They make me feel safer and more secure:
When I’m riding at speed, a four-point attachment to the bike gives me a greater feeling of connection and control. Your feet won’t slip off, even if you hit a bump, and you can also learn to hop over rogue items in the road.
They can prevent injury:
My foot problems cleared up thanks to the stiff soles of my new shoes. Meanwhile, I find having a defined range of movement keeps the knee niggles at bay. A cyclist on a five-hour ride might turn their legs over some 15,000 to 20,000 times. A fixed position can help eliminate misalignment and subsequent aches and strains.
Being attached to the pedal means you can pull up on the backstroke as well as push down. Great for a surge in power – at the risk of leaving you doubly knackered at the end.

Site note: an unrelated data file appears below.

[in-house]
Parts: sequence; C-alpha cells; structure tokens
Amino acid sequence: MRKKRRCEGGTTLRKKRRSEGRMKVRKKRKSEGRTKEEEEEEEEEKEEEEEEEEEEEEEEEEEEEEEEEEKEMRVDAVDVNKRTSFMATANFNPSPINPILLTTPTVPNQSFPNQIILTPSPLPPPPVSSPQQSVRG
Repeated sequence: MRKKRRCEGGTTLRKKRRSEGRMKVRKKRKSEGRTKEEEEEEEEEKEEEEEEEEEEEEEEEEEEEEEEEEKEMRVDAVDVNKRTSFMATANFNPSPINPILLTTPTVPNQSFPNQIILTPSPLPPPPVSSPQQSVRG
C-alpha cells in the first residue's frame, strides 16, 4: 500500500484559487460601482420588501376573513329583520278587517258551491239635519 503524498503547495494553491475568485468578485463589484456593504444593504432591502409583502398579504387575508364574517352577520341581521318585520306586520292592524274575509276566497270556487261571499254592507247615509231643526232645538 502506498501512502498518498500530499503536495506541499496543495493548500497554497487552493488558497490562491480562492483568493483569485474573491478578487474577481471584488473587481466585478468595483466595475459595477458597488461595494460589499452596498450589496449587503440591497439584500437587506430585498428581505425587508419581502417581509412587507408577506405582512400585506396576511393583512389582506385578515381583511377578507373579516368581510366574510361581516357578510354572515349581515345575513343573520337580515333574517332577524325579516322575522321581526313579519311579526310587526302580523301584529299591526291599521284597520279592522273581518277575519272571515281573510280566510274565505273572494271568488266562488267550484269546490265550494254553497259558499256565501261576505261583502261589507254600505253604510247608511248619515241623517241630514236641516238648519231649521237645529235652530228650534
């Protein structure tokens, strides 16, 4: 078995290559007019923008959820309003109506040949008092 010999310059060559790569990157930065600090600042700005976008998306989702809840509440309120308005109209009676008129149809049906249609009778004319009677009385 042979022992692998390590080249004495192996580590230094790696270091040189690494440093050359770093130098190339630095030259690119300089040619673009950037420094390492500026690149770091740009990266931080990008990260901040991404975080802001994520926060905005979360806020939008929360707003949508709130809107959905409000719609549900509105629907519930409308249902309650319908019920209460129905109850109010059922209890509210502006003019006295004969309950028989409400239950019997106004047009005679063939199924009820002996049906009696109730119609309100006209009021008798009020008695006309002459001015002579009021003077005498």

Pick and choose:
There is a range of pedals to choose from, with unique cleats to match, and every brand has its pros and cons, including the cost and frequency of cleat replacement. Ultimately, however, the road selection boils down to two teams: Speedplay, and the rest. You’ll recognise the former because the pedals look like two metal lollipops. Aficionados will bang on for hours about double-sided entry, float adjustment, “coffee covers”, etc. It might be a cult ….
Yes, the pedals you are clipping into are called clipless pedals. This term originated to distinguish them from predecessors, which had a bulky toe-clip and strap mechanism attached to the pedal. It makes no sense, but has inspired a few fun memes.